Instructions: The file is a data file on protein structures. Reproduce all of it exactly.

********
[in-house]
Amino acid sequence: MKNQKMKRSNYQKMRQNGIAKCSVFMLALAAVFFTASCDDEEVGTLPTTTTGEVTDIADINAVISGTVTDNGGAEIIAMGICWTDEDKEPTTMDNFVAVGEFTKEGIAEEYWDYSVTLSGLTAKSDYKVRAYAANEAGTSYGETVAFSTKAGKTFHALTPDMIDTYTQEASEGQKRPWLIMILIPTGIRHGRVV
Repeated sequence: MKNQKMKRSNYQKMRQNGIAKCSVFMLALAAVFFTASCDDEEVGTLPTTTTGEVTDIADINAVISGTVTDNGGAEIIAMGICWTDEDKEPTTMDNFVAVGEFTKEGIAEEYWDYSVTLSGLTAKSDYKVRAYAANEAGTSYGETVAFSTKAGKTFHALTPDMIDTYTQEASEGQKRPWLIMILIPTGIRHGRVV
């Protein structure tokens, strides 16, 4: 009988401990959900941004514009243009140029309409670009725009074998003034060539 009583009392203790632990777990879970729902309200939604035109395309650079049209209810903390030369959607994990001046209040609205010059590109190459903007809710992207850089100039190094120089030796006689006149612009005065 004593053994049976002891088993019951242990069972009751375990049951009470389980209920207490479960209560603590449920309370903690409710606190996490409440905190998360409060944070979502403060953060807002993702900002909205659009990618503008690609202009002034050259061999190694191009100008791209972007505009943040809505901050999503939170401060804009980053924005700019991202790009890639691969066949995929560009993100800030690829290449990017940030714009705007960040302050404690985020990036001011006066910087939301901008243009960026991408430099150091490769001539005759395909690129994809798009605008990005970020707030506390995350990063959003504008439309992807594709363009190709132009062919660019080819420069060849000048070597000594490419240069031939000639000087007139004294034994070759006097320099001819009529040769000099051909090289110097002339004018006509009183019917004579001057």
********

[in-house]
Amino acid sequence: MKNQKMKRSNYQKMRQNGIAKCSVFMLALAAVFFTASCDDEEVGTLPTTTTGEVTDIADINAVISGTVTDNGGAEIIAMGICWTDEDKEPTTMDNFVAVGEFTKEGIAEEYWDYSVTLSGLTAKSDYKVRAYAANEAGTSYGETVAFSTKAGKTFHALTPDMIDTYTQEASEGQKRPWLIMILIPTGIRHGRVV
Repeated sequence: MKNQKMKRSNYQKMRQNGIAKCSVFMLALAAVFFTASCDDEEVGTLPTTTTGEVTDIADINAVISGTVTDNGGAEIIAMGICWTDEDKEPTTMDNFVAVGEFTKEGIAEEYWDYSVTLSGLTAKSDYKVRAYAANEAGTSYGETVAFSTKAGKTFHALTPDMIDTYTQEASEGQKRPWLIMILIPTGIRHGRVV
């Protein structure tokens, strides 16, 4: 009988401990959900941004514009243009140029309409670009725009074998003034060539 009583009392203790632990777990879970729902309200939604035109395309650079049209209810903390030369959607994990001046209040609205010059590109190459903007809710992207850089100039190094120089030796006689006149612009005065 004593053994049976002891088993019951242990069972009751375990049951009470389980209920207490479960209560603590449920309370903690409710606190996490409440905190998360409060944070979502403060953060807002993702900002909205659009990618503008690609202009002034050259061999190694191009100008791209972007505009943040809505901050999503939170401060804009980053924005700019991202790009890639691969066949995929560009993100800030690829290449990017940030714009705007960040302050404690985020990036001011006066910087939301901008243009960026991408430099150091490769001539005759395909690129994809798009605008990005970020707030506390995350990063959003504008439309992807594709363009190709132009062919660019080819420069060849000048070597000594490419240069031939000639000087007139004294034994070759006097320099001819009529040769000099051909090289110097002339004018006509009183019917004579001057």